On October 1, 1975, the plaintiff was demoted from his position of Office Manager of the Consumer Credit Department in what he claims was an effort to embarrass and humiliate him. According to the plaintiff, the illegal practices continued. The plaintiff met on several occasions with a local attorney and a member of the Bank's Board of Directors concerning the alleged illegalities. In the Fall of 1976, the Board of Directors ordered a complete audit and investigation of the Consumer Credit Department, and as a result some refunds were made to the Bank's customers.

In November 1976, three events transpired. The plaintiff and Wilson appeared before a Bank committee investigating the matter where a director acknowledged that illegal practices had been found and that they would be stopped. An investigation of overcharging by the First National Bank in Fairmont was ordered by the Regional Administrator of National Banks at a meeting in Richmond, Virginia. The plaintiff was reinstated to his position as Office Manager of the Consumer Credit Department.

Up until December 1976 the plaintiff was holding a number of Consumer Credit Department files which he had retrieved from Bank wastebaskets. When requested by Bank officials to turn these files over, the plaintiff only turned over a few each day over a period of one week. On December 30, 1976, the plaintiff was summarily discharged from his employment at the Bank by the Executive Vice President, Patrick L. Shulte. 5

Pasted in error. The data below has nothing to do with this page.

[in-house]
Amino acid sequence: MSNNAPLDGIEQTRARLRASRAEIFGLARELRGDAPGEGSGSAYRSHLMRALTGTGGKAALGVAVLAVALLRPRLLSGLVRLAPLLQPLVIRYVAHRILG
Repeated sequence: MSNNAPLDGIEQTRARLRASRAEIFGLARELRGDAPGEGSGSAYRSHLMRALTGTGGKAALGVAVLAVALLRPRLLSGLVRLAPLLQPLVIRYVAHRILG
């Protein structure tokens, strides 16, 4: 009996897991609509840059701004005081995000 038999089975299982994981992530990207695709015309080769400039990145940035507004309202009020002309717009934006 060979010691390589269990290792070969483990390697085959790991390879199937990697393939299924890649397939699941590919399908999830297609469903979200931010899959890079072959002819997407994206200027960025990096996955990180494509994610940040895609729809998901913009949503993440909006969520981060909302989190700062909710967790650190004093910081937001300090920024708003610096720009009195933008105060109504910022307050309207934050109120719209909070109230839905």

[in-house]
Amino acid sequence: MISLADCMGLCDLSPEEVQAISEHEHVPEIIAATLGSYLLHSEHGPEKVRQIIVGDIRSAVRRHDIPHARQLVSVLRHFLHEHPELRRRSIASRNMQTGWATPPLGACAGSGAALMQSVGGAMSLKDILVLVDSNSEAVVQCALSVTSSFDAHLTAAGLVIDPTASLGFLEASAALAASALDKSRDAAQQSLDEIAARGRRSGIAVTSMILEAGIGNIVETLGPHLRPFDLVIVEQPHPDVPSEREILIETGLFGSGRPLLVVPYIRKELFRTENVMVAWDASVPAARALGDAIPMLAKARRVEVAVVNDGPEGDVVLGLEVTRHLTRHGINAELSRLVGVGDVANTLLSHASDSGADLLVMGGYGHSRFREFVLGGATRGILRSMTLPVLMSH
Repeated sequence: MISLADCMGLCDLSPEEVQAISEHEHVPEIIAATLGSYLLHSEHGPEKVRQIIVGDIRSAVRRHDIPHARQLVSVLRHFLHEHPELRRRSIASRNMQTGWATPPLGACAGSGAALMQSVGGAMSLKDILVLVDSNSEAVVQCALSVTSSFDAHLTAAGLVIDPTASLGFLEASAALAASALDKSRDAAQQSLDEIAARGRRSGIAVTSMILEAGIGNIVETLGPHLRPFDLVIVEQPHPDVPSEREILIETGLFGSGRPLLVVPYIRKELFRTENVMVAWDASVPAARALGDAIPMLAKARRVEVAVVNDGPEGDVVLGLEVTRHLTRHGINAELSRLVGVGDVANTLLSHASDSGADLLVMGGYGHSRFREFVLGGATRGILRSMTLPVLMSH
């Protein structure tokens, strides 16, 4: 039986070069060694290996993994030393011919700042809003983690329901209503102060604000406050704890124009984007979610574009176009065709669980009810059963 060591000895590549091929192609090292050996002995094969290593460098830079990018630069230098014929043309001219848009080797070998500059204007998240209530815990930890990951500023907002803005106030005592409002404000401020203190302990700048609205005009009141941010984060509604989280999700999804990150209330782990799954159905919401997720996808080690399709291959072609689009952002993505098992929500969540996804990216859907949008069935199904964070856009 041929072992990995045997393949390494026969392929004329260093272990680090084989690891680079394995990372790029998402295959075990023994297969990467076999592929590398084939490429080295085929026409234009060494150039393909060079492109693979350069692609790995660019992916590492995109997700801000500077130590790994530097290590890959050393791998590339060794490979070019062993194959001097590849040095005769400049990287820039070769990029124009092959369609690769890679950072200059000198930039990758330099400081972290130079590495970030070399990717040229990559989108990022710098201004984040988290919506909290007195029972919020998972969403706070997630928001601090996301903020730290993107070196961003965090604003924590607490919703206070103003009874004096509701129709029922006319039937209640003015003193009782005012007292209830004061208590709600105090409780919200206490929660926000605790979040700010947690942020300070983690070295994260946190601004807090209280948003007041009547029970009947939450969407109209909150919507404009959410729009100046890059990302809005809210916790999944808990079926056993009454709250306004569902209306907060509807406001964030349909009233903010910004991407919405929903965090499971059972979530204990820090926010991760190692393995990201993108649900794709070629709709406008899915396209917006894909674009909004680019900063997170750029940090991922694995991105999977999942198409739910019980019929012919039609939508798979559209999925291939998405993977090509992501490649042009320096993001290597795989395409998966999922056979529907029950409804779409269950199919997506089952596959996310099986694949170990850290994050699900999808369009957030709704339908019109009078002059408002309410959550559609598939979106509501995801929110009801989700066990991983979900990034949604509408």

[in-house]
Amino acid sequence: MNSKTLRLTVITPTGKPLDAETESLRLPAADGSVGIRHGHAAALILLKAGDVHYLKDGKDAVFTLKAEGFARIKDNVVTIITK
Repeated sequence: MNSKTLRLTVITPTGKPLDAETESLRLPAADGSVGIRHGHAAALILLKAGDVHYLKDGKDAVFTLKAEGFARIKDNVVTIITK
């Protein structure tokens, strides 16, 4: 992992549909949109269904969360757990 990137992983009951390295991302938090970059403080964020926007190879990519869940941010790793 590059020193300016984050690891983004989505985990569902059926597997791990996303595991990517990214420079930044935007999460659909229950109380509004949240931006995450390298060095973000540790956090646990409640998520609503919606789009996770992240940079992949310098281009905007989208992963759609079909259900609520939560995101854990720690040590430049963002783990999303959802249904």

The Bank in defending its action asserted five reasons for the plaintiff's dismissal: (1) sequestering confidential Bank files; (2) giving false and misleading information to regulatory authorities; (3) not getting along or making any effort to get along with Wilson; (4) not functioning properly in his position; and, (5) not getting along with other Bank employees. The plaintiff maintains that his discharge was solely because of his attempts to require the Bank to comply with federal and state laws.